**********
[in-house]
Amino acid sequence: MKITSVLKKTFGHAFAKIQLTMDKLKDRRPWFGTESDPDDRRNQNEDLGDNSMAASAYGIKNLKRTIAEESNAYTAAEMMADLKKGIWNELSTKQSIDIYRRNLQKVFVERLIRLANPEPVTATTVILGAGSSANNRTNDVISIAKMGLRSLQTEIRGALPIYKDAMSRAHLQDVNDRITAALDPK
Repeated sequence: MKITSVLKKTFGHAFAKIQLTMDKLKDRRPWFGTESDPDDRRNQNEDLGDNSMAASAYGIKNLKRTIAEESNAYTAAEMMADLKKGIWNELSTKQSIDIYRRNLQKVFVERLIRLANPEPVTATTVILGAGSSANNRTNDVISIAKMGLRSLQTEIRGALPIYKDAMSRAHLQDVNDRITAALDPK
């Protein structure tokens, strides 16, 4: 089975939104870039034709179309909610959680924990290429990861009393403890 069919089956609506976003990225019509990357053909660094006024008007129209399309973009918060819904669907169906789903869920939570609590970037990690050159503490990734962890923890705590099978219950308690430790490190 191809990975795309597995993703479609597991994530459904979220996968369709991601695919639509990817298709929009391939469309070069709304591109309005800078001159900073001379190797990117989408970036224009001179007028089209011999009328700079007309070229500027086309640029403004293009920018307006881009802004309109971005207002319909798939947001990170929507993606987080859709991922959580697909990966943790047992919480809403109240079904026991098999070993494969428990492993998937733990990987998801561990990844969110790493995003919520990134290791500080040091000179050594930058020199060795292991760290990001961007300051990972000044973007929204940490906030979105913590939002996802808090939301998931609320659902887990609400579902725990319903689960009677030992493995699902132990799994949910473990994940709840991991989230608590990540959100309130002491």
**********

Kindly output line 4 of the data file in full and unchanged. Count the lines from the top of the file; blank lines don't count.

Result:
């Protein structure tokens, strides 16, 4: 089975939104870039034709179309909610959680924990290429990861009393403890 069919089956609506976003990225019509990357053909660094006024008007129209399309973009918060819904669907169906789903869920939570609590970037990690050159503490990734962890923890705590099978219950308690430790490190 191809990975795309597995993703479609597991994530459904979220996968369709991601695919639509990817298709929009391939469309070069709304591109309005800078001159900073001379190797990117989408970036224009001179007028089209011999009328700079007309070229500027086309640029403004293009920018307006881009802004309109971005207002319909798939947001990170929507993606987080859709991922959580697909990966943790047992919480809403109240079904026991098999070993494969428990492993998937733990990987998801561990990844969110790493995003919520990134290791500080040091000179050594930058020199060795292991760290990001961007300051990972000044973007929204940490906030979105913590939002996802808090939301998931609320659902887990609400579902725990319903689960009677030992493995699902132990799994949910473990994940709840991991989230608590990540959100309130002491």